In syllabus point 5 of Wager v. Sine, 157 W.Va. 391, 201 S.E.2d 260 (1973) we held that "[u]pon a motion for a directed verdict, all reasonable doubts and inferences should be resolved in favor of the party against whom the verdict is asked to be directed." See Syl. Pt. 1, Lambert v. Goodman, 147 W.Va. 513, 129 S.E.2d 138 (1963) ("When a motion is made for a directed verdict, the court should entertain every reasonable and legitimate inference favorable to the litigant opposing such motion fairly arising from the evidence, considered as a whole, and assume as true those facts which a jury might properly find under the evidence.").

At the close of the evidence the circuit court granted a directed verdict for the plaintiffs. The circuit court found that the evidence established personal liability by showing that Mr. Lill "knowingly" permitted the company to violate the state's Wage Payment and Collection Act. We held in syllabus point 1 of Mullins v. Venable, 171 W.Va. 92, 297 S.E.2d 866 (1982) that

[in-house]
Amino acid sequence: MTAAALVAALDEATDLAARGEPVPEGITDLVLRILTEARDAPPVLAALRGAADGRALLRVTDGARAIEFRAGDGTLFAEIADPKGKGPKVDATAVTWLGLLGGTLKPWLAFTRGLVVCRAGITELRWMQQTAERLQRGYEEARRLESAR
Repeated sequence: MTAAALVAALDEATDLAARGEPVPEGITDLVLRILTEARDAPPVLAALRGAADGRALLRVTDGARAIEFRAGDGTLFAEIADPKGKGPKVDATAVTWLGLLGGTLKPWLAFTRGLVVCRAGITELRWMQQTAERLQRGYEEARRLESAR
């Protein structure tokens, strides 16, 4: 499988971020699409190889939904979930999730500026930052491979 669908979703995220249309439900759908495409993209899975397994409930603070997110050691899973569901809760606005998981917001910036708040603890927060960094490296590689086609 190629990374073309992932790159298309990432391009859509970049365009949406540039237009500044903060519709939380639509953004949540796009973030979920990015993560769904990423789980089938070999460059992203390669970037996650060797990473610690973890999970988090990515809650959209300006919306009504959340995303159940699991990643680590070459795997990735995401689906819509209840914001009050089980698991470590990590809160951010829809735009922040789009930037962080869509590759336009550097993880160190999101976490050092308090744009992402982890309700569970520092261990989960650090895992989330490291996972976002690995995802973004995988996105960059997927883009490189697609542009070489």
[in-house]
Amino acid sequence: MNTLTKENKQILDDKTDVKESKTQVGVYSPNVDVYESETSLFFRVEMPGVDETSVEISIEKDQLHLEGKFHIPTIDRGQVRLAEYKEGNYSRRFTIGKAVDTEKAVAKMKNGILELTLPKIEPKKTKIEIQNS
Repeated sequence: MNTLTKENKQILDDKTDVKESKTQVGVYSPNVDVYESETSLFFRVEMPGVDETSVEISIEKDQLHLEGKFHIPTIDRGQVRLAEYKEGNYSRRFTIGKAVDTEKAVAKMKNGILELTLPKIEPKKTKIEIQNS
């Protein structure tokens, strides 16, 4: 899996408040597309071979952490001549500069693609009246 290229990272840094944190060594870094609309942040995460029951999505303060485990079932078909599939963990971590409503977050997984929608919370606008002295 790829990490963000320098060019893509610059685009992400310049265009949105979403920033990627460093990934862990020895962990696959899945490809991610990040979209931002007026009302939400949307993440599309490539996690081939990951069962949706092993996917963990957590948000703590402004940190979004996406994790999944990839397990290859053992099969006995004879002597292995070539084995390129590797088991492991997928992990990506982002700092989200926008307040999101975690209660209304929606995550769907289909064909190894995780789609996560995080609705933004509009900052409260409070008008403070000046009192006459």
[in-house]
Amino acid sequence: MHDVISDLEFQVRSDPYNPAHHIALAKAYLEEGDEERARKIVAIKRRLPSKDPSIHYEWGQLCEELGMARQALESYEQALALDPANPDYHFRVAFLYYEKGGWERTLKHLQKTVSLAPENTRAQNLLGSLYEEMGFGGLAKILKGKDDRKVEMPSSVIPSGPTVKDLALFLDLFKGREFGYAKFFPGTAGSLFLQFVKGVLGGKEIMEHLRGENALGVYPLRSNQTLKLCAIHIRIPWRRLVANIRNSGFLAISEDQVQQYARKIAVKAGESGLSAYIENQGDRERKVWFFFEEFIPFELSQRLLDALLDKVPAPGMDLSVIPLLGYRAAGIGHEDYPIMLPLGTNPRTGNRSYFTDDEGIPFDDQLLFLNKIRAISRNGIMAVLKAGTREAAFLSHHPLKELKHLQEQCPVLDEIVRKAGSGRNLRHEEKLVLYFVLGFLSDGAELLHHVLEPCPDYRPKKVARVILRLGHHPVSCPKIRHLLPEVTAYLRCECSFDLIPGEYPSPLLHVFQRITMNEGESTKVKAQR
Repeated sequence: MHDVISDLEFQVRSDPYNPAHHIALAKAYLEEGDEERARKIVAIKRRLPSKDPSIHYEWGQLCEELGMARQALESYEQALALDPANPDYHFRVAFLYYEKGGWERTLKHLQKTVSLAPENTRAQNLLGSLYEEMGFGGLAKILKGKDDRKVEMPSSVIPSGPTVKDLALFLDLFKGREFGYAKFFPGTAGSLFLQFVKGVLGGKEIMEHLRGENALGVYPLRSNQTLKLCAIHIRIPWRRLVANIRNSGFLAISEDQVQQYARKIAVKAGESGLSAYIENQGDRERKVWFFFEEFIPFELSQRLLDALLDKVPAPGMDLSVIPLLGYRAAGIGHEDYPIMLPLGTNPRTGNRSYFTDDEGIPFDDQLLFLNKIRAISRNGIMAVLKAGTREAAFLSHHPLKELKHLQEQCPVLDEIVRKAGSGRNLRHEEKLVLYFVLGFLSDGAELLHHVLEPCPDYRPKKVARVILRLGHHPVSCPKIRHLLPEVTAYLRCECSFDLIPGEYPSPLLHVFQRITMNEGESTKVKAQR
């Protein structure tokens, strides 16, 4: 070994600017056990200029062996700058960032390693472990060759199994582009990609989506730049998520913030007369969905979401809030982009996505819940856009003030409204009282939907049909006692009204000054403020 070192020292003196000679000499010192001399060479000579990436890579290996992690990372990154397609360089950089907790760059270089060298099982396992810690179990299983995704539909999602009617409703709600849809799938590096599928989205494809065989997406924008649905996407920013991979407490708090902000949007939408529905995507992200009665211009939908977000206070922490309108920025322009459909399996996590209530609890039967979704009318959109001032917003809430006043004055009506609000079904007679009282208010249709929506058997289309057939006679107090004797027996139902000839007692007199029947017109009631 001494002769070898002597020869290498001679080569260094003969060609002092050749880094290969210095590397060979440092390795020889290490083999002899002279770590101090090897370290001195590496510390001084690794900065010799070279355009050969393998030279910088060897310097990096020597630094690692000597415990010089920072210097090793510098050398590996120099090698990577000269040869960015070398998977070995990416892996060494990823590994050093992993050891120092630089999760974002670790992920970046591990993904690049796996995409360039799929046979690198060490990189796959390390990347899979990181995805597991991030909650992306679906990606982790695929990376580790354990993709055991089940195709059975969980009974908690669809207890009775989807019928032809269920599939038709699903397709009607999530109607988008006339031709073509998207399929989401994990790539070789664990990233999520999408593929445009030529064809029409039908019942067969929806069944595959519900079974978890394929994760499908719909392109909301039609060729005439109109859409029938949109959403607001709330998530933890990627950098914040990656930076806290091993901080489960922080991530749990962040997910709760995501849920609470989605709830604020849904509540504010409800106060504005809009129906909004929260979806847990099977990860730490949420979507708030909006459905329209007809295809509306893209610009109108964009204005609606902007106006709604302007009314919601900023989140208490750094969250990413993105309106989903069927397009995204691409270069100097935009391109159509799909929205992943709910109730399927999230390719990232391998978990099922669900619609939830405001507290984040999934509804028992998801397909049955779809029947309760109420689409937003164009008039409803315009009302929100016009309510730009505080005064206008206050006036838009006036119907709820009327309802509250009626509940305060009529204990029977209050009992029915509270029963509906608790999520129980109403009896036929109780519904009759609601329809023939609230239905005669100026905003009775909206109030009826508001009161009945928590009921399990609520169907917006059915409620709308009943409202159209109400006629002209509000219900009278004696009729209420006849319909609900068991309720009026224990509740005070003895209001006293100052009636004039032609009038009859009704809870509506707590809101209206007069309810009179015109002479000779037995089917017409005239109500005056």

[a]n officer in the management of a corporation who knowingly permits the corporation to violate the provisions of the Wage Payment and Collection Act, W.Va. Code Secs. 21-5-1 through 21-5-16 (1981 Replacement Vol.), may be held personally liable for unpaid wages, fringe benefits, and liquidated damages under W.Va. Code Sec. 21-5-4.

Mr. Lill contends on appeal that the circuit court should have allowed the jury to decide whether he knowingly permitted the company to fail to pay the plaintiffs their raises. He contends that because the company did not have funds with which to pay the raises to plaintiffs, such evidence could have been interpreted by the jury to mean that he did not act knowingly.